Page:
Not granted, but won with blood
What happened after the 17th of May and the signing of the Norwegian constitution
Perhaps because the celebration of Norway’s Constitution Day on the 17th of May is now associated with peaceful children’s parades, ice cream and hot dogs, and the happy waving of Norwegian flags, we tend to pay little attention to what happened immediately following the signing of Norway’s constitution. What happened was war; a short but bloody war between Sweden and Norway, the Swedish-Norwegian War of 1814.
Sweden’s Crown Prince Karl Johan (Sweden’s effective ruler at the time) viewed the signing of the constitution as a rebellion against the legitimate authority of Sweden. The Treaty of Kiel, signed by all the “Great Powers” of Europe in January of 1814, had granted control of Norway to Sweden in recompense for the loss of Finland and in recognition of Sweden’s role in the defeat of Napoleon.
Not only had Norway created its own constitution, it had had the further audacity to elect Crown Prince Christian Frederik of Denmark the King of Norway. A frustrated and angry Sweden attacked southeastern Norway on July 26, 1814. At the time Sweden had an experienced and well-trained army of around 45,000 soldiers ready for battle. Norway, in contrast, could only hope to muster some 30,000 largely untrained and inexperienced men to its defense. The war began in the last days of July with a naval attack on the Hvaler Islands, which lie in the extreme southeastern part of Norway. Here Sweden’s strong navy overwhelmed Norway’s small fleet of little gunboats. Next the Swedish army swept into Frederikstad and it soon took the town along with its imposing fortress.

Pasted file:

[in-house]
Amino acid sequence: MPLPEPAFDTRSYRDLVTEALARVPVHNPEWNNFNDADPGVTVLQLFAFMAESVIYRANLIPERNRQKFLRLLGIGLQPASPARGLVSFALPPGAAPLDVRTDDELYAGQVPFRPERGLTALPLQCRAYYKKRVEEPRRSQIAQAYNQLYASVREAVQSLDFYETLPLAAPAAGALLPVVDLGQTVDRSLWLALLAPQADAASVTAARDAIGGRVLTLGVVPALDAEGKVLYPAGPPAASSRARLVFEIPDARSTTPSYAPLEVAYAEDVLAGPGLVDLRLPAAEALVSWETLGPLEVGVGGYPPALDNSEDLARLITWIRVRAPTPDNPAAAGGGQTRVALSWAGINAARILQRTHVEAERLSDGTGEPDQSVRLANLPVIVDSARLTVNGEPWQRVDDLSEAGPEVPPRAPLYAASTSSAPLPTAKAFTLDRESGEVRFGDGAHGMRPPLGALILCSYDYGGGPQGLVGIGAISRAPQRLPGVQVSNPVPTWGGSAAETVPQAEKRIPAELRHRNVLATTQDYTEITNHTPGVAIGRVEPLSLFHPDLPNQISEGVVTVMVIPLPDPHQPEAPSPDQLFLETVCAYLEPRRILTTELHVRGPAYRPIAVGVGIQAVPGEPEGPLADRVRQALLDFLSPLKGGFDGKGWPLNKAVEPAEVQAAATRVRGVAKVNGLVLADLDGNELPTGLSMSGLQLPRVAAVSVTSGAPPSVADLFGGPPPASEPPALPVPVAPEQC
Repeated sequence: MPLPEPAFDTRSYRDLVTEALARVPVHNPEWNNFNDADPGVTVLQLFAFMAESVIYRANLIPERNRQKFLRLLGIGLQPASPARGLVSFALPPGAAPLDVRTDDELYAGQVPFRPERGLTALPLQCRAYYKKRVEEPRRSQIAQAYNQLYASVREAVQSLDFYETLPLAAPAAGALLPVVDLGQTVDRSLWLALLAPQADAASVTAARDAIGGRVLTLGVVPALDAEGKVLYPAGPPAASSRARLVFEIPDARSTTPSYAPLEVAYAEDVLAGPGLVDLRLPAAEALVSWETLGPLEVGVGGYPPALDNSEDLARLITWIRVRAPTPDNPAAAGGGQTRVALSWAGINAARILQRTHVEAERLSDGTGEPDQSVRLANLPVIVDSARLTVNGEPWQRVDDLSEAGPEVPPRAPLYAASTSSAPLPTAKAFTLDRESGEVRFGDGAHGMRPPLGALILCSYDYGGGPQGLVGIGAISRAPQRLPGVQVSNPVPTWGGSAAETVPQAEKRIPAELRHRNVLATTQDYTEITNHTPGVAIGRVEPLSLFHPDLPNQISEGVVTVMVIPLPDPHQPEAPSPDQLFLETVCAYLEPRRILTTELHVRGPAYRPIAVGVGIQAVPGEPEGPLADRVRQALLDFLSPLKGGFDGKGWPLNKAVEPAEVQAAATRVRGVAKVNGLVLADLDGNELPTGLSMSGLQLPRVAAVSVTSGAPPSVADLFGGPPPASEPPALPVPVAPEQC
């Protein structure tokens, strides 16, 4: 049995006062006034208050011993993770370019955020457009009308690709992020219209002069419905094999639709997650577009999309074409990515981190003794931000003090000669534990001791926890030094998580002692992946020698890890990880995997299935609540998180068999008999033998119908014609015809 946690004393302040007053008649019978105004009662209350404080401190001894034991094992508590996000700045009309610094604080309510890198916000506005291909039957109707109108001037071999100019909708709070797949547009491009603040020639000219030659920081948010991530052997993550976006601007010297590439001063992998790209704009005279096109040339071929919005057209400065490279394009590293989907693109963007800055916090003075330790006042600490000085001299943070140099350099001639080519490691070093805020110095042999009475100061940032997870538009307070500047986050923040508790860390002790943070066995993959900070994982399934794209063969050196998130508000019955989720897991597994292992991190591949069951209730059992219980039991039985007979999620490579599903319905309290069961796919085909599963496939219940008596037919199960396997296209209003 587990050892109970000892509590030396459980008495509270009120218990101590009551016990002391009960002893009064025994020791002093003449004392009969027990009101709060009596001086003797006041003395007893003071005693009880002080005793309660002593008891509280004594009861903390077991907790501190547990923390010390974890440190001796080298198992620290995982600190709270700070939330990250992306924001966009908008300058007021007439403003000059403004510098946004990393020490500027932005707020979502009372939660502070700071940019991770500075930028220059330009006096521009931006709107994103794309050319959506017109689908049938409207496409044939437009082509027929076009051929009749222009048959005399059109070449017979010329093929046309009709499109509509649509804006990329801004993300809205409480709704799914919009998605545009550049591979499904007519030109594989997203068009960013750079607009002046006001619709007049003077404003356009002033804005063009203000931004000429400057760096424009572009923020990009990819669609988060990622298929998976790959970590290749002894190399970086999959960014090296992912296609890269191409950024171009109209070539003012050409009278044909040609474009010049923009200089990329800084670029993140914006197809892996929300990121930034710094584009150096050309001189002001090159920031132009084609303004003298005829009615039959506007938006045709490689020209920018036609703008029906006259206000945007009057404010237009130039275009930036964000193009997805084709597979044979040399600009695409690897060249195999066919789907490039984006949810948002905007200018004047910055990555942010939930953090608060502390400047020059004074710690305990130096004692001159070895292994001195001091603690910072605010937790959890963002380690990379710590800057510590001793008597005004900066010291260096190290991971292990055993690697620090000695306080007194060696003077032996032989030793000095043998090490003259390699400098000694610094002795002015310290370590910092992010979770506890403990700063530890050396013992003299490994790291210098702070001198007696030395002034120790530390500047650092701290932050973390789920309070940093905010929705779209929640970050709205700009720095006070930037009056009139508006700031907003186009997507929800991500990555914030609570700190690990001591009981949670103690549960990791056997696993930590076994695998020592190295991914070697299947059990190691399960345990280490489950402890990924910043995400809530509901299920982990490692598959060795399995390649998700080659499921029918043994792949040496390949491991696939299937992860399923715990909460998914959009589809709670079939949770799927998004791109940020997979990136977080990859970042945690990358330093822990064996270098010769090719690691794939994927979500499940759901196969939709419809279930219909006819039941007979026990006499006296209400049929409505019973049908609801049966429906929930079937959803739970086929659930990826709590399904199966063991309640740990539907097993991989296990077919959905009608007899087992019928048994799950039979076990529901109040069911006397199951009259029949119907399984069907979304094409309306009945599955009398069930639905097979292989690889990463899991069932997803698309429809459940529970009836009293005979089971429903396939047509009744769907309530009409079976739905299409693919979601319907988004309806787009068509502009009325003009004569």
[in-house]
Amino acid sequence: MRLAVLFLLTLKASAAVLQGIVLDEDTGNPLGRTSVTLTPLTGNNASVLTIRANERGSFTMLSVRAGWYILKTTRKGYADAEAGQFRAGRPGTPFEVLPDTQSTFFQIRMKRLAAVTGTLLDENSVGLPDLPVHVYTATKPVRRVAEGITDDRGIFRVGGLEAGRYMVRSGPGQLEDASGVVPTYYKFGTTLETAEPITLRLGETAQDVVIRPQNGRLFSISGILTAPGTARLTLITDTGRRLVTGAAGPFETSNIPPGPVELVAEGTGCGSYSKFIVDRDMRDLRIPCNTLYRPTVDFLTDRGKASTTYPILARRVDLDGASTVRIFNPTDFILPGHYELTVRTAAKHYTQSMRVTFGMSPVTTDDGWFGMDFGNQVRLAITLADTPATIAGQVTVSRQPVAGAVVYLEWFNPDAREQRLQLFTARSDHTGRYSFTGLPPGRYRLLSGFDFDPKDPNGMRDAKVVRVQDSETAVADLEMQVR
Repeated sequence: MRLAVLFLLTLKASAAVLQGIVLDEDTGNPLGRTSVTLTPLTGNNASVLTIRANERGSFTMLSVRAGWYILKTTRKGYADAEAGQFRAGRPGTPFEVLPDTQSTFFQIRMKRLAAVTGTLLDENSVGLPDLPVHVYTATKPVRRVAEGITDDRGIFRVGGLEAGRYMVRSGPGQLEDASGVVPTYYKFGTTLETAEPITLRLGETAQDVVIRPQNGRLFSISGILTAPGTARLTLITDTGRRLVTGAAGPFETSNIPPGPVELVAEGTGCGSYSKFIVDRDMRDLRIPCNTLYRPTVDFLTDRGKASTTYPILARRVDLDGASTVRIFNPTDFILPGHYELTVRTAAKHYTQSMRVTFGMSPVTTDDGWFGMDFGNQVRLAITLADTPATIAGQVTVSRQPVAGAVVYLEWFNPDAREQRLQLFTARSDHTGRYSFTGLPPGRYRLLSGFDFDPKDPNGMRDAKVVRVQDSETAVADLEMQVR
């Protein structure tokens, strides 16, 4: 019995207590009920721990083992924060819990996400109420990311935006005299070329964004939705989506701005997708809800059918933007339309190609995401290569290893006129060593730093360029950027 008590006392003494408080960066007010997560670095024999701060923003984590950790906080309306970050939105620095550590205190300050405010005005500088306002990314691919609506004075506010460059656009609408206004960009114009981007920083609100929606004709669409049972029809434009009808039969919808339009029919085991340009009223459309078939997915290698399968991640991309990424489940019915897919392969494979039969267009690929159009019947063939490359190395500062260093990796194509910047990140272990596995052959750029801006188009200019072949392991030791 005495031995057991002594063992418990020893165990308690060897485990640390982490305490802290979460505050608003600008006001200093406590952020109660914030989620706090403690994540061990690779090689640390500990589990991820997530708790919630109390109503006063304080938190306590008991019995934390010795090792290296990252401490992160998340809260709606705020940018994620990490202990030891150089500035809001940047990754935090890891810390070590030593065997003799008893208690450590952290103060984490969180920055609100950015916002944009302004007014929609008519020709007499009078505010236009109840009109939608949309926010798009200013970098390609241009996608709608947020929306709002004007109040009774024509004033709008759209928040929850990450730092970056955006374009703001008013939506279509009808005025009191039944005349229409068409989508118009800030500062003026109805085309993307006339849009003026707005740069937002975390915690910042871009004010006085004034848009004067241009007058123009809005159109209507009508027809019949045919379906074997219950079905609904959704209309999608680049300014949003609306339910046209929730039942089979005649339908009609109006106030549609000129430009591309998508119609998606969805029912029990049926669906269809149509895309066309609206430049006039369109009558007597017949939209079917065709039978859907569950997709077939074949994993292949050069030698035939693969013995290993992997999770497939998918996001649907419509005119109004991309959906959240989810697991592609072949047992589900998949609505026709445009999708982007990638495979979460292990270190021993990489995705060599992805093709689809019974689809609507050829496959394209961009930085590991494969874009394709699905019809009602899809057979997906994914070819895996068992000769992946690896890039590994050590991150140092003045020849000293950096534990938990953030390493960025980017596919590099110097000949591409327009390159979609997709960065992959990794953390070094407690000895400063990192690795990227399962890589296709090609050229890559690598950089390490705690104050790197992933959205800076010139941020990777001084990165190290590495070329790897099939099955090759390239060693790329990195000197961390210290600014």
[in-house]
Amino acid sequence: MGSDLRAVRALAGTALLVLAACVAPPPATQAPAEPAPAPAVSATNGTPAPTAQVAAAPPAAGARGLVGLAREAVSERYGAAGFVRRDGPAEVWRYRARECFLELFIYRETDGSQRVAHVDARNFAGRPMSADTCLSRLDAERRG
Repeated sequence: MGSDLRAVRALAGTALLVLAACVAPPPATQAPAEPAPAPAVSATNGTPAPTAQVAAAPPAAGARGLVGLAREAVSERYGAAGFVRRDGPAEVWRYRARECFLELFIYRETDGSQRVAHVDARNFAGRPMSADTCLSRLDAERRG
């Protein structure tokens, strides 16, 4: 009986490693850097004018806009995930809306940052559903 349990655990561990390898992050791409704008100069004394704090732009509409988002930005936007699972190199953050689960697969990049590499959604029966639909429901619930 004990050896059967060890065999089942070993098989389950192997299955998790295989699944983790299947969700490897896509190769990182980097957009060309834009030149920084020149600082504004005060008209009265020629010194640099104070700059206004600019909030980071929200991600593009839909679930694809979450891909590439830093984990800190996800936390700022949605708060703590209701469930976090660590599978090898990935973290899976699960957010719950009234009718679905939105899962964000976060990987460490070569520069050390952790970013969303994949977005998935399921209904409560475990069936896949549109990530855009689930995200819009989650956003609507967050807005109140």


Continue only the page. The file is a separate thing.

To the north at a place called Lier, between Eidskog and Kongsvinger, things did not go so well for the Swedes. Here, on August 4, 1814, five battalions of Swedish soldiers came up against the fortified positions of three battalions of Norwegian infantry and a contingent of cavalry. Using their light artillery to good effect, the Norwegians knocked back several Swedish frontal attacks and eventually drove the Swedes into a full retreat. Joining the rest of the Swedish army at Matrand near the Swedish border, the retreating Swedes stopped to care for the wounded and rest. On August 5 the Norwegians were in fast pursuit under the command of Lt. Colonel Andreas Samuel Krebs, who had been the successful commander at Lier. Again, the Norwegians took control of the situation and attacked under heavy fire. Through a variety of clever maneuvers they managed to encircle the Swedish army and block the escape of many of the Swedish soldiers. In the end the Swedes were able to launch a bayonet charge through the Norwegian lines and make their way back to Sweden, but they left behind 70 dead and 270 prisoners of war.